Are you satisfied with your current giving program? Are the donors that give to your organization now the ones you’ll be counting on to sustain your organization into the future? Have you thought about what the shift in generations within the workforce mean for the continued success of your organization?
Now, more than ever, organizations that rely on donor funds need to consider the giving trends among young donors. Online giving is not just a way to make donating to your good cause easier, it’s also a way to generate higher donor percentages and connect with a younger generation of donors.
Think about it: Generation X (born between 1965 and 1979) and Generation Y (1980 to 1995) are the world’s primary income-earning donors. And, on average, 10,000 Baby Boomers (1946 to 1964) retire each day—in just three years, Generation Y will outnumber the Baby Boomers in the workforce. These shifts in the workforce mean a shift in dollars and a shift in where your future donations may come from.
So the question is: Are you ready for this change? Are you setting up philanthropic models and ways of giving that will attract, engage and encourage young donors?
Online giving programs are great examples of ways to engage younger generations and move your organization forward. Currently, the majority of fundraising efforts are targeted toward the mature donors (the Silent Generation and Baby Boomers) and, as noted above, those donors are shrinking and losing their primary sources of income. And quite frankly, the same methods that appeal to an organization’s older donors aren’t working on the younger crowd. So, what’s an organization to do
Get to know your donors
It’s not enough to depend on your organization’s rich history and previous donors to sustain your growth. Likewise, just because you start an online giving program, doesn’t mean donors will come. It’s important to research your potential donors and engage them in joining you on a journey to learn more about your organization. Luckily, Gen Y and, for the most part, Gen X, are pretty forthcoming and transparent about how to involve them in your cause.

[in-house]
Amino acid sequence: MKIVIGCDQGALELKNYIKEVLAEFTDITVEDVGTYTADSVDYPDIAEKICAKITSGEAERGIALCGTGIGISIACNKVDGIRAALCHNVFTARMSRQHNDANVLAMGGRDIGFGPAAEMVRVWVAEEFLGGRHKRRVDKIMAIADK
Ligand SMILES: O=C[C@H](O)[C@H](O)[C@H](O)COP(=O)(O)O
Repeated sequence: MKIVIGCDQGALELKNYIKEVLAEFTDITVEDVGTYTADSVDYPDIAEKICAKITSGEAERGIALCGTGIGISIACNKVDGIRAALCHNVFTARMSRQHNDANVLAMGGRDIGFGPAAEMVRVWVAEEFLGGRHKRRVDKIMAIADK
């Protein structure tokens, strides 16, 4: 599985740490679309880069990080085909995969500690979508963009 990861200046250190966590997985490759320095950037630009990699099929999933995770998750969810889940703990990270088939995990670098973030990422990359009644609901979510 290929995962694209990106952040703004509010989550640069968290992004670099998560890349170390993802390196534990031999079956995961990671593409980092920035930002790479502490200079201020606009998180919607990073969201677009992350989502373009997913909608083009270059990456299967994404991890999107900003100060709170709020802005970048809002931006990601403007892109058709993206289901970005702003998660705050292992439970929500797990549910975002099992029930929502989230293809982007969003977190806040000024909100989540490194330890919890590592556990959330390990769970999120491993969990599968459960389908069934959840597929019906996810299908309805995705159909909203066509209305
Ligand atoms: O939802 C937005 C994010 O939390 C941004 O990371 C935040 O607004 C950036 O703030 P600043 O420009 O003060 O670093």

Here are some stats to help you out:
- According to Pew Research, Millennials (Gen Y) get their news from TV (65%) and the Internet (59%); are you active online?
- Millennials also list “helping others in need” as one of the top three most important things in their lives (behind being a good parent and having a successful marriage); how will you help them help you?
- Millennials want to feel a personal connection to the organizations they’re supporting and Gen X wants to have a role in leadership and volunteer areas; are you prepared to give them an experience?
- Gen Y and Gen X communicate about organizations they support on social networks; are you providing the right information (in the right space) for them to easily share your story with others?
Online giving programs can reach a new generation of donors
Your organization may still receive mailed donations (this method is most prevalent in Boomers and is still attractive to some Gen Xers), and that’s OK. You still need to include those donors in your mix. And while online giving constitutes just 10 percent of all donation revenue, it is a method that is increasing in preference with Gen X and exceeds mailed donations with Gen Y.
So, it all goes back to the question of sustained growth: Are you prepared for the generation movements that will greatly affect the success of your organization?
A Sea Change Strategies study recently highlighted the differences in various generations of donors and how they engage when it comes to charitable giving. In the study, it was pointed out that online donors have a median age range of 22 to 55 years and, as online donors are coming in at a younger age, these donors are encouraged to continue donating for longer periods of time. And, since these new generations of donors are online, why not provide as much information about your organization as you can; engage them in some conversation and develop those relationships by:
- Providing regular website content updates for those looking to learn more about you online
- Assigning a community manager or social media strategist to engage Gen Y and X online through social media
- Setting up a blog strategy that provides additional information, donor stories and examples of how funds are being used for the great good of your organization